Resources for Family Caregivers of Older Adults
Senior Medication Safety to Avoid Medical Crisis – Family Caregiver Tips

Senior Medication Safety to Avoid Medical Crisis – Family Caregiver Tips

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Ensuring senior loved ones take their medication safely and avoid a medical crisis is a real worry for family caregivers.

Seniors generally take 5 or more prescribed medications in addition to the many over the counter drugs used daily.

This creates a situation in which many things can go wrong.

Caregiver worries often cover several aspects of medication administration, including these examples.

  • Are they taking the medications that are prescribed?
  • Do they take the right amount at the right time?
  • Are they relying on expired drugs to be effective?
  • Will they have an adverse reaction resulting in an emergency?

According to the Food and Drug Administration, the leading cause of medication errors is taking an improper dose. Adverse drug events result in 700,000 emergency room visits and 100,000 hospitalizations each year.

The statistics bear out the fact that family caregivers should be worrying. Luckily, there are actions that will help prevent medication mismanagement.

Tips for Medication Safety

Here are some steps family caregivers can take to influence improved medication intake among their senior loved ones.

  1. Ensure they take all medicine as prescribed, both prescription and over the counter. It is important to read the labels to understand when to take them, how much to take, and how to avoid interactions when taking any kind of medications. Follow all instructions. Don’t take anyone else’s medicines. No skipping doses or stopping drugs before talking with your physician.
  2. Keep your senior’s medication list up to date with name (both manufacturer and generic), dosage amounts, and medication time. If there are any changes, update the list. Provide this list to the pharmacist and every physician your senior visits to ensure that all medications are necessary and no drug-drug interactions will occur.
  3. Help them avoid medication interactions. Some drugs interact with other drugs or foods that are eaten. It is important to learn about all drugs your senior takes and avoid any interactions. Ask the pharmacist if you have questions. Don’t mix alcohol and drugs. Also, be aware of any side effects of the medications your senior takes and note any potential effects to discuss with the doctor.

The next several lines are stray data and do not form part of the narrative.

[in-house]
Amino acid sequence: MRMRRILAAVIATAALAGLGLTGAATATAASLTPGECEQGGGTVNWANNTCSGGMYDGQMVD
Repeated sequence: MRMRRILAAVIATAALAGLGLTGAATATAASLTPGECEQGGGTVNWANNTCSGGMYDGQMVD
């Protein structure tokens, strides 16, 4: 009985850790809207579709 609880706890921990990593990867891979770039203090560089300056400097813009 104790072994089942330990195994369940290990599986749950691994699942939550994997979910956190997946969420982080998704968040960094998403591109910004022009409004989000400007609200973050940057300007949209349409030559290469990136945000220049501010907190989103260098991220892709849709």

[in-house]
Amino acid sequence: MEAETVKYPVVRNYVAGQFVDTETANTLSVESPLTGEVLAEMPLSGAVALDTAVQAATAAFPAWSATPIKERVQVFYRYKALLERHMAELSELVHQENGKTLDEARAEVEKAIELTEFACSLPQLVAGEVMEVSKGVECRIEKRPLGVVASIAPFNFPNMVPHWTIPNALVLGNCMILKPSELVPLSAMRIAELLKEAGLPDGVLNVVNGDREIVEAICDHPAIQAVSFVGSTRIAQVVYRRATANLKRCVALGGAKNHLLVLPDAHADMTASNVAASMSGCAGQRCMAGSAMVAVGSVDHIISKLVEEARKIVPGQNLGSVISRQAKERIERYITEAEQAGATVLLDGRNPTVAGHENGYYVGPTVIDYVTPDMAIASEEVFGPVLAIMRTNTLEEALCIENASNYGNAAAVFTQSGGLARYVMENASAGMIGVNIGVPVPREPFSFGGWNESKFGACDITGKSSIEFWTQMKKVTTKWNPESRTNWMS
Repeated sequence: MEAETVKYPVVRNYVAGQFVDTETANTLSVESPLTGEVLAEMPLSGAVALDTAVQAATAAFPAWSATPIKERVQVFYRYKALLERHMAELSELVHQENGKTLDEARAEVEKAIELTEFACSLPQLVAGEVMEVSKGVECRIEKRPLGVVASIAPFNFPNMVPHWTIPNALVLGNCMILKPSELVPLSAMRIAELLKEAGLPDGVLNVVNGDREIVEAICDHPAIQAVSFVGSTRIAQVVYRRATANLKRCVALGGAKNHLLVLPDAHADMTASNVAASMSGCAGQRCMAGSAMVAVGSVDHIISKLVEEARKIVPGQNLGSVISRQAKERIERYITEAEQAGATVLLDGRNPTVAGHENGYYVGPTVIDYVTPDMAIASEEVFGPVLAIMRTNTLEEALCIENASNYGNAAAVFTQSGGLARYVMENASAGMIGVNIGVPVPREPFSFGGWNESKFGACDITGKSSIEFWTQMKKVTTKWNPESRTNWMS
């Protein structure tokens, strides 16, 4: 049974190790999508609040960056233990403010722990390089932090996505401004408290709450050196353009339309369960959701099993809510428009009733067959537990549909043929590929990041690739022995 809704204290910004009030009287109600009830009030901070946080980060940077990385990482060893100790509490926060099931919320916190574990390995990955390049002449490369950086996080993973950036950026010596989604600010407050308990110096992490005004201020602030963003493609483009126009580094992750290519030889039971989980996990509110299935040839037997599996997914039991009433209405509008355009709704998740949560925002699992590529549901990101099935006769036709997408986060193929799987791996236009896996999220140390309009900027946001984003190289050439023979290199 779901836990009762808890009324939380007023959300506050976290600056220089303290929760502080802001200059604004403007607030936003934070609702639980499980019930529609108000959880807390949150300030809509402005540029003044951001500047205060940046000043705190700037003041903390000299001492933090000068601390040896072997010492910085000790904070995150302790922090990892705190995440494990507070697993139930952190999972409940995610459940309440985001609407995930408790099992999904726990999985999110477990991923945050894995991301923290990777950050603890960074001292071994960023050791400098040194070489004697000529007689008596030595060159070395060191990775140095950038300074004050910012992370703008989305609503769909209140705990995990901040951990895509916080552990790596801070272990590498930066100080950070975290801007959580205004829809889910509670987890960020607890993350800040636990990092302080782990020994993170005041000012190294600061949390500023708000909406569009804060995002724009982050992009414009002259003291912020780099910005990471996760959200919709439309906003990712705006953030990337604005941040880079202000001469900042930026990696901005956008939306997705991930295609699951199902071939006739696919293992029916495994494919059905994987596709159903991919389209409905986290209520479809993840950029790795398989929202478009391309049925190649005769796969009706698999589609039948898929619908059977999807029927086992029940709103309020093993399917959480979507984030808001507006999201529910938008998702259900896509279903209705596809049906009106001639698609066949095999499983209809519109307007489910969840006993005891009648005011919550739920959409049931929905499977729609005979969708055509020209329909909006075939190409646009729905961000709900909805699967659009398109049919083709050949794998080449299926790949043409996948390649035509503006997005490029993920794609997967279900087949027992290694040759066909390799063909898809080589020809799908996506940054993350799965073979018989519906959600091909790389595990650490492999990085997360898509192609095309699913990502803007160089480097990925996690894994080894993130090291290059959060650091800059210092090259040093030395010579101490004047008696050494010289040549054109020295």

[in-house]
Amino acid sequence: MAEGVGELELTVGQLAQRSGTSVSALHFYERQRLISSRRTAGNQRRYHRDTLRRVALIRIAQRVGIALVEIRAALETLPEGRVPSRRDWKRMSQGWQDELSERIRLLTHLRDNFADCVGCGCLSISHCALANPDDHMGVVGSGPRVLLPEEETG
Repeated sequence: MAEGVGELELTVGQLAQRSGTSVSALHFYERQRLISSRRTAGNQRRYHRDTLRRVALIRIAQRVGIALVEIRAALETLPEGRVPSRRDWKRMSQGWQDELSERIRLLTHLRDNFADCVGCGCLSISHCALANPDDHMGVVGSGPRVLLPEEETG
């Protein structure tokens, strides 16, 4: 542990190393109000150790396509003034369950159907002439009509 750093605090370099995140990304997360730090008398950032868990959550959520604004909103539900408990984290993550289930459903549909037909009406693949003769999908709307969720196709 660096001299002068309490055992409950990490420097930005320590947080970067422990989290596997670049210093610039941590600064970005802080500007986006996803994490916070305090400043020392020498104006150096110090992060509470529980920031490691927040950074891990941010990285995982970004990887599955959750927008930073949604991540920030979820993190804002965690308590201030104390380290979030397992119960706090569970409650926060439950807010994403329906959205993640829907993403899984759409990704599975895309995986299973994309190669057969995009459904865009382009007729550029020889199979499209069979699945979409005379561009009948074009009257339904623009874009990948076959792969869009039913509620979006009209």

4. Always talk to your senior’s health providers (doctors, nurses and pharmacists) about the medications your senior takes. Include all over the counter medications, herbal supplements, nutritional products, and other substances your senior takes. Learning whether prescribed drugs are still necessary, if any are overlapping, or if they may be counteracting something else is an important part of every medical visit. You can also ask your pharmacist for a medication review which is a good idea to do at least annually.

If you or your senior have questions about drug administration, don’t be afraid to ask to keep your senior safe!

The best idea is to avoid unnecessary drugs, especially over the counter aides.

Additional Resources

There are many more considerations when it comes to medical safety for our senior loved ones. Check out some additional articles you might find helpful to keep them safe!

 




2 Responses to Senior Medication Safety to Avoid Medical Crisis – Family Caregiver Tips

  1. It is impossible for family caregivers to stay in touch with their loved one for 24/7. But, it is necessary to look after seniors at an older age because they tend to forget important things. Thanks for sharing the tips.

    • You are so right Joseph. Family caregivers even when they live with their senior loved ones can’t be responsible for them 24/7. That is why it is so important to put technology into place when it can help keep them safe in your absence. So many seniors are harmed each year by medication mismanagement that it is important to consider how family caregivers can bridge the gaps in proper dosing of necessary drugs. Thank you!

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